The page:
• For an outside deadline, see if there's a way to postpone it. In my case, I wrote to the master craftsman program chairman to ask what it would take to re-enroll in the program. For correspondence courses, often the teacher will extend the deadline.
  • In the case of gifts for special occasions, find a creative way to package an IOU. I've heard of people wrapping the project in progress with a little IOU poem.
What about you? Are you able to recognize when you're not going to make a deadline? What do you do about it?

As for me, I'm back to working queen stitches on my sampler, and plan to have an update posted soon.

    Saturday, January 9, 2010

    An "Odds and Ends" Sale

    A little over a year ago, Jane Zimmerman started her website. Jane is known for teaching wonderful canvas and historical pieces at national seminars. Over the past year, Jane has been making some of her past class pieces available through her website, offering a few each quarter.

    This quarter (Jan-Mar 2010), she's doing things a bit differently. Rather than offering a few instruction booklets for the duration of the quarter, she's cleaning up. She has extras of some of the instructions from the pieces offered over the past year, and is selling them at reduced prices. Be aware that the sale is first-come, first-served, and she has limited quantities of the charts. In fact, the sale just started Thursday, and some are sold out already!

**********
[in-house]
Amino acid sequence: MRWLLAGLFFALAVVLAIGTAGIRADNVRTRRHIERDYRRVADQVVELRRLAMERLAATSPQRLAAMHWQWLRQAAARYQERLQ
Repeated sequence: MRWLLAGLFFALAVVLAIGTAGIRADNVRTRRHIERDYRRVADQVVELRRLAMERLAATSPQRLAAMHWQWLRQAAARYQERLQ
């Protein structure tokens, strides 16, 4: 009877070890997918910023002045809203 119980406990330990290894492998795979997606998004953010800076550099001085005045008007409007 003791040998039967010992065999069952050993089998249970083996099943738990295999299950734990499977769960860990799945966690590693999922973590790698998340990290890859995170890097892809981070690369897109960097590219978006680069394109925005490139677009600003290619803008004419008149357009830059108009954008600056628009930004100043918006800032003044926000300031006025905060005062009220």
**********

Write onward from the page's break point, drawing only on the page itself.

Jane will be changing the selection of charts approximately every 2-3 weeks throughout the quarter, so if you don't see anything you'd like now, be sure to check back!

    Erin update: Tooth #3 is in!

    Reminder: Please vote for Erin in our local paper's baby contest. Voting ends tomorrow, Sunday, January 10.

    Wednesday, January 6, 2010

    Choosing colors through image manipulation

    Wow. Thanks to all of you who shared your stories in response to my post on color conversion problems! If you haven't read the comments, please do! I'm glad to hear I'm not the only one with occasional problems converting threads (though I'm secretly quite jealous of Jane who doesn't have to deal with this, being primarily a painted canvas stitcher).